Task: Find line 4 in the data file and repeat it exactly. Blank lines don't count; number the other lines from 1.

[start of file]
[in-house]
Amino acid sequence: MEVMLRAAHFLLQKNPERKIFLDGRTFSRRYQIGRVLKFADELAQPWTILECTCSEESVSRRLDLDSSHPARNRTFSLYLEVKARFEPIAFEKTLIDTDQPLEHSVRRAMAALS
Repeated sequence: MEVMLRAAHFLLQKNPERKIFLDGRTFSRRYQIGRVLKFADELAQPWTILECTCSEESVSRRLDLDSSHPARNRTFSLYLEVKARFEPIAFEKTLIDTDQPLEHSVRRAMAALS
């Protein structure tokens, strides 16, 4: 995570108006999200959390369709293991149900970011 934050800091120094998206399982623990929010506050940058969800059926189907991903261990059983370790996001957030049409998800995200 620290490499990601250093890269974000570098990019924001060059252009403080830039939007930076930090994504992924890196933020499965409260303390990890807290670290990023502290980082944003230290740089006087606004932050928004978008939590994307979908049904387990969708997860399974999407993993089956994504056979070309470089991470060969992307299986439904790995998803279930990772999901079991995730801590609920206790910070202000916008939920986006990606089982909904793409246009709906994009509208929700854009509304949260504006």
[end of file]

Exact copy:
């Protein structure tokens, strides 16, 4: 995570108006999200959390369709293991149900970011 934050800091120094998206399982623990929010506050940058969800059926189907991903261990059983370790996001957030049409998800995200 620290490499990601250093890269974000570098990019924001060059252009403080830039939007930076930090994504992924890196933020499965409260303390990890807290670290990023502290980082944003230290740089006087606004932050928004978008939590994307979908049904387990969708997860399974999407993993089956994504056979070309470089991470060969992307299986439904790995998803279930990772999901079991995730801590609920206790910070202000916008939920986006990606089982909904793409246009709906994009509208929700854009509304949260504006």